Aizawl, Nov 7: More than 75 per cent of the 8.57 lakh voters cast their votes on Tuesday in the elections to the 40-member Mizoram Assembly and the balloting was held under a heavy security cover, officials said.
Election officials, who are expecting the turnout to cross the 80 per cent mark after reports from all districts were received, said that due to technical snags in the Electronic Voting Machines (EVM) many polling stations delayed voting and extended polling time till late evening.
In Mizoram, over 80 per cent voters cast their votes in most of the elections, with 80.82 per cent of the total of 6,90,860 voters having exercised their franchise in the 2013 Assembly polls and 80.03 per cent of the 7,74,757 voters having cast their votes in the 2018 elections.
According to election officials in Aizawl, as the electorate, including first-time voters exercised their franchise in a festive mood there were no reports of any untoward incidents from any of the 11 districts so far.
Mizoram Additional Chief Electoral Officer H Lianzela said, “Like previous years voting was held in an absolutely peaceful manner, incident-free and there was no law and order related issue during the polling”.
Another election official said that due to the malfunctioning of EVM in a few polling stations there was an initial delay in balloting. However, the officials immediately replaced the EVMs and voting resumed.
Chief Minister Zoramthanga could not cast his vote in his first attempt in the morning due to the snag in the EVM in the Ramhlun Venglai Primary School polling station in the Aizawl North II constituency. He returned home and Zoramthanga, who is also the President of the state's ruling Mizo National Front (MNF), cast his vote later.
He told the media that he is confident that the MNF, which is in power since 2018, would again form the government in the hill state for a second consecutive term.
The 79-year-old militant leader-turned-politician is seeking re-election from the Aizawl East-1 seat for a record seventh time.
Mizoram state Congress President Lalsawta also cast his vote at a polling station in his Aizawl West-III constituency.
Mizoram Governor Hari Babu Kambhampati voted in the Venghlui Government Primary School polling station under Aizawl South-1 constituency.
With favourable weather conditions, men and women wearing traditional attires in large numbers queued up in front of polling stations before the voting began at 7 a.m. and the voting continued in 1,276 polling stations across the mountainous state till 4 p.m. without any break.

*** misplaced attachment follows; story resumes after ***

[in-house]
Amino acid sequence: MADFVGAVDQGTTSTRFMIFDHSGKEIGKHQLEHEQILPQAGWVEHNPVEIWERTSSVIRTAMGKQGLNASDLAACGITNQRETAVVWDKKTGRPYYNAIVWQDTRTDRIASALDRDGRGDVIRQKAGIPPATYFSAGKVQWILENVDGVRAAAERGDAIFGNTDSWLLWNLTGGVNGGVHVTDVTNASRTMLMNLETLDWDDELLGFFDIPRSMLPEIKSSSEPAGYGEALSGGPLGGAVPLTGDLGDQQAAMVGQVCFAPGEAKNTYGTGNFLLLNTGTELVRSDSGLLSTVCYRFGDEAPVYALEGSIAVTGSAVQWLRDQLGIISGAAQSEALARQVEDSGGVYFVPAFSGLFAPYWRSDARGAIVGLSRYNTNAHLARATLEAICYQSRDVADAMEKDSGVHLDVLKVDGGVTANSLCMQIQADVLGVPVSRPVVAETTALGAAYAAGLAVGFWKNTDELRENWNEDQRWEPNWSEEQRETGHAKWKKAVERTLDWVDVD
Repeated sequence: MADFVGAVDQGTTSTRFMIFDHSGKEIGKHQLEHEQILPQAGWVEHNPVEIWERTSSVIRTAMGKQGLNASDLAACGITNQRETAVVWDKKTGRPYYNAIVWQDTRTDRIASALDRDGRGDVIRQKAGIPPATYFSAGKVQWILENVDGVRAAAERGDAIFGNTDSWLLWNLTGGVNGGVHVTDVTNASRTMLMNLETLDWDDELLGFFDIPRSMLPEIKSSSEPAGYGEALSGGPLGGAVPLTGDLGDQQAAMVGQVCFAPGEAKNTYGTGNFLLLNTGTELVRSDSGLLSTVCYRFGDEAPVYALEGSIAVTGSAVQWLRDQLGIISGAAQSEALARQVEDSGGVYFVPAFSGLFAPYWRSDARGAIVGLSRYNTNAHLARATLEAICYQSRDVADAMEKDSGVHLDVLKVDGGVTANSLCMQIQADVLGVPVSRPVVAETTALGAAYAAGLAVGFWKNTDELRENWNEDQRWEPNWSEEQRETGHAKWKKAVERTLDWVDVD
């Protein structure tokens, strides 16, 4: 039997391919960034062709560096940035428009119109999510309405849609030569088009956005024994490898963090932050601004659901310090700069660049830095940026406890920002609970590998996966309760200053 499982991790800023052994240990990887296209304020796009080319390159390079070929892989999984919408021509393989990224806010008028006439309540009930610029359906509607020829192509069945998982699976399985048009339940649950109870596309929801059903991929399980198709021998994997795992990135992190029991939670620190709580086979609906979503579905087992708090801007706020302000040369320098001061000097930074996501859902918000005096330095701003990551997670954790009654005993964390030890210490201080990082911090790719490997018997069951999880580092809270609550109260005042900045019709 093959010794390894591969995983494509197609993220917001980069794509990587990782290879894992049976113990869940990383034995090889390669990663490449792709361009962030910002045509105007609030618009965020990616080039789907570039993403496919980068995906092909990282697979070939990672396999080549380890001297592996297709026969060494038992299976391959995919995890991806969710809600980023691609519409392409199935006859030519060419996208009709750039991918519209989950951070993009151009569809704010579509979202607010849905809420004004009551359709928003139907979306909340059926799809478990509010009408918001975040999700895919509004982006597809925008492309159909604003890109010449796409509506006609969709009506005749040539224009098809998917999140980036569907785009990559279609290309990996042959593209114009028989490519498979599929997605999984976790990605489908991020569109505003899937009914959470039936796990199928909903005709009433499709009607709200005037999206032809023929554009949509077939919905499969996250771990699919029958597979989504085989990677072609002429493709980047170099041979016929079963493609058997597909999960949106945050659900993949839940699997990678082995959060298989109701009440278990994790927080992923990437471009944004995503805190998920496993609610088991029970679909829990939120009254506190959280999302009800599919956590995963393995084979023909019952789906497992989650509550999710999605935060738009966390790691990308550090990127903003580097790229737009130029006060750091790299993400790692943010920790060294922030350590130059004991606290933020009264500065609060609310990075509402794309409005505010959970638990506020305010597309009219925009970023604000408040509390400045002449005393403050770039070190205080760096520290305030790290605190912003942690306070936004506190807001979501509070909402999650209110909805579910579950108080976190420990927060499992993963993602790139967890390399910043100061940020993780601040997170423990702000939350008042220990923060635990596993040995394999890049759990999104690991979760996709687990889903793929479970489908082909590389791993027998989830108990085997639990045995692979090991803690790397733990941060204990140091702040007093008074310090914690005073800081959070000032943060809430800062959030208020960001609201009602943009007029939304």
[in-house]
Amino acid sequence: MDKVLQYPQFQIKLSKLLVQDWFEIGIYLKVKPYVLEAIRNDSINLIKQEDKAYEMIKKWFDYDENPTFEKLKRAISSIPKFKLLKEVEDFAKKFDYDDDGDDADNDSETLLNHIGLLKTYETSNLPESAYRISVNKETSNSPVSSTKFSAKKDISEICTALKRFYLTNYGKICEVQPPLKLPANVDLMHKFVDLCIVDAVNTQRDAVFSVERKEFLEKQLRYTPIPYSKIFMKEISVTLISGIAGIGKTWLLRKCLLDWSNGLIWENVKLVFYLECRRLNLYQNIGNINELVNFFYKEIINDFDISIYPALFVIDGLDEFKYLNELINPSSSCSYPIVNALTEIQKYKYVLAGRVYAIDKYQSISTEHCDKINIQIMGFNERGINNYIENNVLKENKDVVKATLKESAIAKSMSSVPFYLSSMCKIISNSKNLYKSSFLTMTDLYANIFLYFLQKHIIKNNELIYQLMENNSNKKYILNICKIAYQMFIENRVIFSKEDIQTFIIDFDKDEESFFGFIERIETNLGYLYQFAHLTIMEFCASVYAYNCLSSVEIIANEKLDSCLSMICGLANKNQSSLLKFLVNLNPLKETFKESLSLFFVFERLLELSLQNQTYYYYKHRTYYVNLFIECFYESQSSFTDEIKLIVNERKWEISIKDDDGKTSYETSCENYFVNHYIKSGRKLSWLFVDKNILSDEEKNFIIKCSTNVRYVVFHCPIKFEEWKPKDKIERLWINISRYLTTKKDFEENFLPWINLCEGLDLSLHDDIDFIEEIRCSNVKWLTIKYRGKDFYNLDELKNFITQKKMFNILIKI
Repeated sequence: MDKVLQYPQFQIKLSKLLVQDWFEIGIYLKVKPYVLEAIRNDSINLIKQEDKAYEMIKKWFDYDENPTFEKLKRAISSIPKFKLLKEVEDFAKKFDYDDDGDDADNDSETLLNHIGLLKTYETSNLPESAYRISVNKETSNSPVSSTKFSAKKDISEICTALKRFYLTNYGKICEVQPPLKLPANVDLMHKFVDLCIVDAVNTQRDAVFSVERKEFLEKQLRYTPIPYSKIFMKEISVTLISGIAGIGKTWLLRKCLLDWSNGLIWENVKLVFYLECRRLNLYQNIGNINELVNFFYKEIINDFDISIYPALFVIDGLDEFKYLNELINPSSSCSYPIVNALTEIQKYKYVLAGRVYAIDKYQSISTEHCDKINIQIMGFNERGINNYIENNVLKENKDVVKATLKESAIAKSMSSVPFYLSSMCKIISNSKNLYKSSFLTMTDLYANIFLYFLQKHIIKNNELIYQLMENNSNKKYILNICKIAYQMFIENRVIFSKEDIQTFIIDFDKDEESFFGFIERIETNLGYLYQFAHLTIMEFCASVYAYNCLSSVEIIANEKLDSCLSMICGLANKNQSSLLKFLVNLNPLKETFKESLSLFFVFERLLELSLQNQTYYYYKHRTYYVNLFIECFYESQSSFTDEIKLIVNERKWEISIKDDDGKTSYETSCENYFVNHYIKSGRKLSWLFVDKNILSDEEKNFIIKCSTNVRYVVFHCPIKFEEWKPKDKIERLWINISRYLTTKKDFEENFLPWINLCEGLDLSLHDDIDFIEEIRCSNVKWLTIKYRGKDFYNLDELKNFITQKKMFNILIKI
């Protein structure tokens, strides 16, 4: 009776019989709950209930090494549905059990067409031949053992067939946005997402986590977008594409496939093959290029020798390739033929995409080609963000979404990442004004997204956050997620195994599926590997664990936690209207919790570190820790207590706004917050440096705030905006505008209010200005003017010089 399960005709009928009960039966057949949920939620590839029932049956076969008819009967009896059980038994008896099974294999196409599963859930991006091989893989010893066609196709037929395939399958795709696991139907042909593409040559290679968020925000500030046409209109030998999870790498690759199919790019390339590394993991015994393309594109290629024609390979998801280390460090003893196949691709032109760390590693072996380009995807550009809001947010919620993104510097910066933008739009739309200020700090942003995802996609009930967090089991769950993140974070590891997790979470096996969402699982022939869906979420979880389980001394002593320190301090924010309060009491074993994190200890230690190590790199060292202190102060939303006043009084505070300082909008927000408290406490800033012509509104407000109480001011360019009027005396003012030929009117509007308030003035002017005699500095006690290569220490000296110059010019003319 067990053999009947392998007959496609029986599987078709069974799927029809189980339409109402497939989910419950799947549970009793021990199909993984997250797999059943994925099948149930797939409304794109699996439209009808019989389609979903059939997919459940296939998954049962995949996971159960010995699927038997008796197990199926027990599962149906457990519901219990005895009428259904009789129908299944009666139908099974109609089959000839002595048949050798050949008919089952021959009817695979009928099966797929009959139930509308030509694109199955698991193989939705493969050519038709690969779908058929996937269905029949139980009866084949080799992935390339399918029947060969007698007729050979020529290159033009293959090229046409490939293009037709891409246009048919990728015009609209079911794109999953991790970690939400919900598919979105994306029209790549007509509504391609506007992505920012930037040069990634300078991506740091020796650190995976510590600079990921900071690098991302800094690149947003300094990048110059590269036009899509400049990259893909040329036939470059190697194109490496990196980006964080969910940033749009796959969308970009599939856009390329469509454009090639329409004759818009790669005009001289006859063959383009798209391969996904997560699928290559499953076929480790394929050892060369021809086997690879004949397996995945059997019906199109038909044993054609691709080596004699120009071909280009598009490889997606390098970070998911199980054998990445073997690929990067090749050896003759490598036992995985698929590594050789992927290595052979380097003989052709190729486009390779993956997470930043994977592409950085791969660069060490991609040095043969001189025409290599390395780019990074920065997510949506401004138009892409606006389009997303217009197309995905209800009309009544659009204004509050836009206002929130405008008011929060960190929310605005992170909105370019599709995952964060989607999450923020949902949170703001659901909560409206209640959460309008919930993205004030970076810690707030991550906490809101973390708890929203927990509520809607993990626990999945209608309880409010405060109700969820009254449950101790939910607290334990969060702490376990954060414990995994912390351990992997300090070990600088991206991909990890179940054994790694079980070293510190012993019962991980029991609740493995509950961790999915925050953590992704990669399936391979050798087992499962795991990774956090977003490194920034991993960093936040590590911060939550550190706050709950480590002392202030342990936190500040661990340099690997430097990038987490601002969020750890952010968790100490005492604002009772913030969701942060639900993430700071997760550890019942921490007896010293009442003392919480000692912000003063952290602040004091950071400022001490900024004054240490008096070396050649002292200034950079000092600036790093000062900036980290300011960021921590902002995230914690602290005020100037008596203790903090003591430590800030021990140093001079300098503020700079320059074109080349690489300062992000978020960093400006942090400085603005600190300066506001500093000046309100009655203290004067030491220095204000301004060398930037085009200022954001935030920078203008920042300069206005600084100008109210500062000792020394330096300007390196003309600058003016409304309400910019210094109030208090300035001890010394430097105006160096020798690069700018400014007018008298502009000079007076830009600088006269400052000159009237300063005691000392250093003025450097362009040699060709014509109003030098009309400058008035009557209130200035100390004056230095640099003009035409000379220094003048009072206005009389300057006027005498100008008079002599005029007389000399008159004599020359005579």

Of the 1,276 polling stations, 95 are all-women managed booths and 11 are being manned by differently-abled personnel. The Election Commission also set up 40 model polling stations in 11 districts with all basic facilities.
In all, 8,57,063 voters, including 4,39,026 women, were eligible to decide the electoral fate of 174 candidates, including 16 women.
MNF, the state's main Opposition Zoram People's Movement (ZPM) and Congress have fielded candidates in 40 seats each, while the Aam Aadmi Party is contesting four seats and 27 independent candidates are also in the fray.
The BJP has fielded candidates in 23 seats with a special focus on linguistic minority inhabited areas, especially where the Reang and Chakma tribal communities are in reasonable numbers in the voters' list.
Additional Chief Electoral Officer, H. Lianzela, told IANS that 4,832 polling personnel have been engaged to conduct the balloting in 1,276 voting centres across 11 districts.
A senior police officer said that security has been tightened across the state, especially along the International Border with Bangladesh (318-km) and Myanmar (510-km).
Around 3,000 Mizoram Police personnel and 5,400 personnel of the Central Armed Police Forces have been deployed for the polls, the official said.
Since the announcement of the election schedule of Mizoram on October 9, all political parties, church bodies, NGOs, including Young Mizo Associations and civil society organisations have been demanding that the counting date be reschedule.
Dozens of letters and memoranda were sent to the Election Commission of India (ECI) to reschedule the vote counting date of December 3 saying that Sundays are sacred for Christians and worship services are held in all towns and villages.
A 65-year-old social activist Lalbiakthanga on Tuesday staged a hunger strike throughout the day against the ECI's "silence" over the demand for rescheduling the day of the counting of votes.
He did not cast his vote to register the protest. Lalbiakthanga, who has also written to the EC urging to reschedule the counting days, chose the polling day to stage his protest with a hunger strike, as he sat in front of 'Vanapa Hall', a government-owned auditorium in the heart of Aizawl city.
Lalbiakthanga, is popularly known as the "walkathon man" as he had travelled on foot hundreds of kilometres several times to raise awareness on various social issues.